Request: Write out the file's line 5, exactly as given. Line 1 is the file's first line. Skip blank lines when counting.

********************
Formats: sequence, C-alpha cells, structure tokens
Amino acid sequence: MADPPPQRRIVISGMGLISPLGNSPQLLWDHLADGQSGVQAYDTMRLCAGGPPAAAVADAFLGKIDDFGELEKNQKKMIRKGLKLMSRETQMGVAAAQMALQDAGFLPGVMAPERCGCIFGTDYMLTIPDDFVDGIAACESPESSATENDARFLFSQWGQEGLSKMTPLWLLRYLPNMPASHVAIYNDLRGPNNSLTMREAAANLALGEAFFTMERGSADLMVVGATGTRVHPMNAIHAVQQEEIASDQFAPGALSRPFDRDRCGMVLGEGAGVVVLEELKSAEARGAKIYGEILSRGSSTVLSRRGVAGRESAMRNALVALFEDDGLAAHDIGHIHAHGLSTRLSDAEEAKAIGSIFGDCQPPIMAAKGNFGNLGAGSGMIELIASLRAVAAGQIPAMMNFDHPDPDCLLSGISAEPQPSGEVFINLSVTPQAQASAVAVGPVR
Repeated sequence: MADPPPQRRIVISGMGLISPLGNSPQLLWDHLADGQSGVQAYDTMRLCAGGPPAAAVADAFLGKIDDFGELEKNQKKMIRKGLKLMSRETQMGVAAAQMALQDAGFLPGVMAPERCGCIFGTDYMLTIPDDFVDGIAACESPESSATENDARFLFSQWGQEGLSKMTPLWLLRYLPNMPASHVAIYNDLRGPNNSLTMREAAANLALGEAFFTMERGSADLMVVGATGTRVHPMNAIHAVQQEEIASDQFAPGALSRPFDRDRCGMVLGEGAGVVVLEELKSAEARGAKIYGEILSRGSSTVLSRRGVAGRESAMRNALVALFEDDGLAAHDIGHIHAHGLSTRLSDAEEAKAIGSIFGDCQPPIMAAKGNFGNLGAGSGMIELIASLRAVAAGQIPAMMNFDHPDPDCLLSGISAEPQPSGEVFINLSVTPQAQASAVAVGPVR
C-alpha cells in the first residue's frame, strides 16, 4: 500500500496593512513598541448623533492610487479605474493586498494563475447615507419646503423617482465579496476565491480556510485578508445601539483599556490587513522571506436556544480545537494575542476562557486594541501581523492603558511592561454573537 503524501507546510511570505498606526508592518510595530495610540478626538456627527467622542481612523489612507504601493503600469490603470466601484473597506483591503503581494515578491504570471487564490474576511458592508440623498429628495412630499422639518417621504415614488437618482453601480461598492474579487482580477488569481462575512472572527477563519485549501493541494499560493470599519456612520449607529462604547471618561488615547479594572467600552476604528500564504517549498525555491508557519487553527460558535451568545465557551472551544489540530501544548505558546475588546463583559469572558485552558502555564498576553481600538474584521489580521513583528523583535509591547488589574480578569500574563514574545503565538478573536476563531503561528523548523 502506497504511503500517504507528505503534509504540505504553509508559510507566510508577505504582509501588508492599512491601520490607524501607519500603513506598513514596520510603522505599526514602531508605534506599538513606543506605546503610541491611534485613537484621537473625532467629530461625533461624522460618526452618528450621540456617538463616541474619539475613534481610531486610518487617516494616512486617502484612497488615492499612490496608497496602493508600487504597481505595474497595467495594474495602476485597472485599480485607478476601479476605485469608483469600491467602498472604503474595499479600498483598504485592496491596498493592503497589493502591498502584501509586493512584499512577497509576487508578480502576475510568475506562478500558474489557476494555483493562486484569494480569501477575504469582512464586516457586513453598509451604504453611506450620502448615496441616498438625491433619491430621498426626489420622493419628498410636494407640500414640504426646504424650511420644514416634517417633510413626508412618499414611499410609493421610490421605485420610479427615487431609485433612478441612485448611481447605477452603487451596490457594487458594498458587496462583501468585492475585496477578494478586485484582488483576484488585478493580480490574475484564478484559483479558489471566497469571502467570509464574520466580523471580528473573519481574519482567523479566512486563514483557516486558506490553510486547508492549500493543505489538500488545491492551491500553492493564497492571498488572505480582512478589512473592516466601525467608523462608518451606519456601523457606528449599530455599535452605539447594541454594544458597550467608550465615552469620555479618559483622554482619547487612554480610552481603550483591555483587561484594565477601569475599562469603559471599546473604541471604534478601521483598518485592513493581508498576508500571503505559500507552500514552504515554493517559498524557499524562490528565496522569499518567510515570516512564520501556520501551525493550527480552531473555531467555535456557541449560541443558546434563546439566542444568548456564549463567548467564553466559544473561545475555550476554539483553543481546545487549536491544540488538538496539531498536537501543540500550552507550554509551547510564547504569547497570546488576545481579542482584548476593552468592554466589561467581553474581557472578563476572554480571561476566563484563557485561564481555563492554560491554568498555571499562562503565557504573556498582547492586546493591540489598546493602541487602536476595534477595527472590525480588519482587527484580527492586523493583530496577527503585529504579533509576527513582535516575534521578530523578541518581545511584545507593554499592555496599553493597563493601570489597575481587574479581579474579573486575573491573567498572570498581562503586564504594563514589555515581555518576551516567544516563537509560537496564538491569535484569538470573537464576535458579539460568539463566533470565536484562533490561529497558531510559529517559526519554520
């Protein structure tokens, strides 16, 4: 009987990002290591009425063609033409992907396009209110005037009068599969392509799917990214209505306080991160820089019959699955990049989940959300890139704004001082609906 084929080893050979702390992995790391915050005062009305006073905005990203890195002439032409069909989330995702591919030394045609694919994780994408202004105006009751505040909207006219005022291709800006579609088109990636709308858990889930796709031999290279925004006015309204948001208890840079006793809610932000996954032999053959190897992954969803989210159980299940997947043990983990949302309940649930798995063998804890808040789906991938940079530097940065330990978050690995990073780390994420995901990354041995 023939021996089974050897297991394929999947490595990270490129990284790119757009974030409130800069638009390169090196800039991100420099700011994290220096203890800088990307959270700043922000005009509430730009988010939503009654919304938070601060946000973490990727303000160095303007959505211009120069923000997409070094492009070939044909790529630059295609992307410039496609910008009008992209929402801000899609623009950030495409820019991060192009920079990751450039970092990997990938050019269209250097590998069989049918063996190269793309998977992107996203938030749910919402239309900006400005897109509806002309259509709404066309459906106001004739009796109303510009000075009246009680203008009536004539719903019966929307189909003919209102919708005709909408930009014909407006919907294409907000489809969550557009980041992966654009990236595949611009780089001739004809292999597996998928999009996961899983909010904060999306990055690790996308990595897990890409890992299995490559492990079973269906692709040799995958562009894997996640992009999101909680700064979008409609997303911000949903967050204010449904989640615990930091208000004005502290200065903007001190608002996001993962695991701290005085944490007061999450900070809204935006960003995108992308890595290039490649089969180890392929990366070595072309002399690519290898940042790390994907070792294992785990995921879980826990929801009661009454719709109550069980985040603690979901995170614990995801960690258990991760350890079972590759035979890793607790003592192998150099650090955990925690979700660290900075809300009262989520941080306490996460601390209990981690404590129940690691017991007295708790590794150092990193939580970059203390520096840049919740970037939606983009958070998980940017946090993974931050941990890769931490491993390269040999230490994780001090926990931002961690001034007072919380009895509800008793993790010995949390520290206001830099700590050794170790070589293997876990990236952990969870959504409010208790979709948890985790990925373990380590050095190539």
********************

């Protein structure tokens, strides 16, 4: 009987990002290591009425063609033409992907396009209110005037009068599969392509799917990214209505306080991160820089019959699955990049989940959300890139704004001082609906 084929080893050979702390992995790391915050005062009305006073905005990203890195002439032409069909989330995702591919030394045609694919994780994408202004105006009751505040909207006219005022291709800006579609088109990636709308858990889930796709031999290279925004006015309204948001208890840079006793809610932000996954032999053959190897992954969803989210159980299940997947043990983990949302309940649930798995063998804890808040789906991938940079530097940065330990978050690995990073780390994420995901990354041995 023939021996089974050897297991394929999947490595990270490129990284790119757009974030409130800069638009390169090196800039991100420099700011994290220096203890800088990307959270700043922000005009509430730009988010939503009654919304938070601060946000973490990727303000160095303007959505211009120069923000997409070094492009070939044909790529630059295609992307410039496609910008009008992209929402801000899609623009950030495409820019991060192009920079990751450039970092990997990938050019269209250097590998069989049918063996190269793309998977992107996203938030749910919402239309900006400005897109509806002309259509709404066309459906106001004739009796109303510009000075009246009680203008009536004539719903019966929307189909003919209102919708005709909408930009014909407006919907294409907000489809969550557009980041992966654009990236595949611009780089001739004809292999597996998928999009996961899983909010904060999306990055690790996308990595897990890409890992299995490559492990079973269906692709040799995958562009894997996640992009999101909680700064979008409609997303911000949903967050204010449904989640615990930091208000004005502290200065903007001190608002996001993962695991701290005085944490007061999450900070809204935006960003995108992308890595290039490649089969180890392929990366070595072309002399690519290898940042790390994907070792294992785990995921879980826990929801009661009454719709109550069980985040603690979901995170614990995801960690258990991760350890079972590759035979890793607790003592192998150099650090955990925690979700660290900075809300009262989520941080306490996460601390209990981690404590129940690691017991007295708790590794150092990193939580970059203390520096840049919740970037939606983009958070998980940017946090993974931050941990890769931490491993390269040999230490994780001090926990931002961690001034007072919380009895509800008793993790010995949390520290206001830099700590050794170790070589293997876990990236952990969870959504409010208790979709948890985790990925373990380590050095190539």